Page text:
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I am trying to design a circuit and was wondering how to design it that the 12V 800mAH NimH battery I am using will not overcharge. I have researched trickle charging and as far as I understand, a zener diode that regulates the voltage down to about 13.3-13.7V should do. I chose a 14V Zener, taking into account the .6-.7V drop.

I have heard that trickle charging is not the best for the battery, but am not sure how much more work designing a smart charger would take.

I was also thinking of using another diode to prevent flow back to the panels from the battery.

schematic

simulate this circuit – Schematic created using CircuitLab The three voltage sources on the left represent the solar cells, with the NiMH battery on the right.

I was wondering if I needed any additional components if I were to use three 5.5V solar cells in parallel outputting 40mA (16.5V total at 40mA, regulated to 13.3V by the zener) in order to prevent overcharging.

A similar question to mine was asked at How do I avoid overcharging a battery? However, this dealt more with a larger lead-acid battery and used a voltage regulator with a schottky diode.

Smart charging circuit for NiMH battery pack This link discusses almost my exact same question, but I was confused to the answer given which said that up to 1.45V per cell could be charged, taking my max charge voltage up to 14.5V.

Considering I am only outputting 40mA to an 800mAH battery, it seems that I may not need any more battery protection, but would love any input.

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  • \$\begingroup\$ Hi, Jacob. Thanks for visiting this forum! There are several problems with your question. First, Can you provide a link to the actual solar cells you are using? They generally have a Voc and Isc rating. Voc = open circuit voltage, and Isc = short-circuit current. There may also be a peak power voltage specified. All these will be helpful. Second main thing is that the solar panels in your schematic are drawn in parallel, not in series. When put in parallel, the currents add and the voltage is the same as one unit. So you should probably redraw the schematic to put them in series. \$\endgroup\$ – mkeith May 9 '15 at 22:48
  • \$\begingroup\$ Also, a reverse-biased zener does not have a ".6-.7 volt drop". You're thinking of the voltage drop for a forward-biased diode, and that doesn't apply here. \$\endgroup\$ – WhatRoughBeast May 10 '15 at 1:41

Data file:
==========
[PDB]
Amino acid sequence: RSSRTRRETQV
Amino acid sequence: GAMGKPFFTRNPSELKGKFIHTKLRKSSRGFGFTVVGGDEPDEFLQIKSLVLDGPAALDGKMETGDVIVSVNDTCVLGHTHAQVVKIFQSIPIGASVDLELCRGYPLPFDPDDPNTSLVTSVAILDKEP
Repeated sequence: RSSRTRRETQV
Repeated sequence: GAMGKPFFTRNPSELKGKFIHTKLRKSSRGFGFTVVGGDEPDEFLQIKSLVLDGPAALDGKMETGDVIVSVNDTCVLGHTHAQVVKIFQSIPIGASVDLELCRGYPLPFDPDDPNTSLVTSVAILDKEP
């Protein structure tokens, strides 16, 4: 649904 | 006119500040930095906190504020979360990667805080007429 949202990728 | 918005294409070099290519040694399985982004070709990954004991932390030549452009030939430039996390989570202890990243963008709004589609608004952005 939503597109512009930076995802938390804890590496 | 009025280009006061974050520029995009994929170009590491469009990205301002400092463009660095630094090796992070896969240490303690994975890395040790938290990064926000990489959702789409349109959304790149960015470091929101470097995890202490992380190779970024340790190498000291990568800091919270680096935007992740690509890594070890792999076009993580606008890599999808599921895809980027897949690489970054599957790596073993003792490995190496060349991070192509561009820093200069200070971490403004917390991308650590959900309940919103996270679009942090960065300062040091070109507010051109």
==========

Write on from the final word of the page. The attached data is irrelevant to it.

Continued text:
• \$\begingroup\$ Here are the panels: store.sundancesolar.com/5-5v-40ma-solar-cell. They have an open circuit voltage of 6.5V and Isc is 44mA \$\endgroup\$ – Jacob Riggs May 10 '15 at 13:33
  • \$\begingroup\$ Would I use the open circuit voltage rather than peak voltage when calculating resistor value as tcrosley described below? \$\endgroup\$ – Jacob Riggs May 10 '15 at 13:37
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First of all, you have the three 5.5v solar cells in parallel. They need to be in series to generate 16.5v.

NiMH batteries are usually charged using special IC's made for this purpose since they require special monitoring. However at the low level of current you have available (40 mA) you can get by with a much simpler charger as mentioned here. You need to make sure the current doesn't go above this level (it needs to be below 0.05C, where C = 800 mA). If the current does go above this, up to C/10 (800 mA), then you need to add a timer so the charging cycles is not more than 3 hours.

You need to replace the 5.1 Zener with a 12v one, such as the BZX85C12. In addition, you will need to add a 110 Ω resistor between the output of the solar cells and the Zener. The value is calculated by dividing the voltage drop 16.5v - 12v by the full-load current of 40 mA. At no load, the Zener will dissipate 0.04A * 12v = 500 mW, or half the maximum rating (1W) of the diode.

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  • \$\begingroup\$ Ah, confused my panels, thanks for the correction. So even though the battery can be charged up to ~13.3V I would still use a 12V Zener? \$\endgroup\$ – Jacob Riggs May 10 '15 at 13:20
  • \$\begingroup\$ @JacobRiggs I assume you will be feeding the battery into a load most of the time. If it can tolerate the 13.3v then you can use the higher voltage Zener. I would choose 1 13v one, such the NZX13A. You should reduce the value of the resistor to 91 Ω. \$\endgroup\$ – tcrosley May 10 '15 at 18:37

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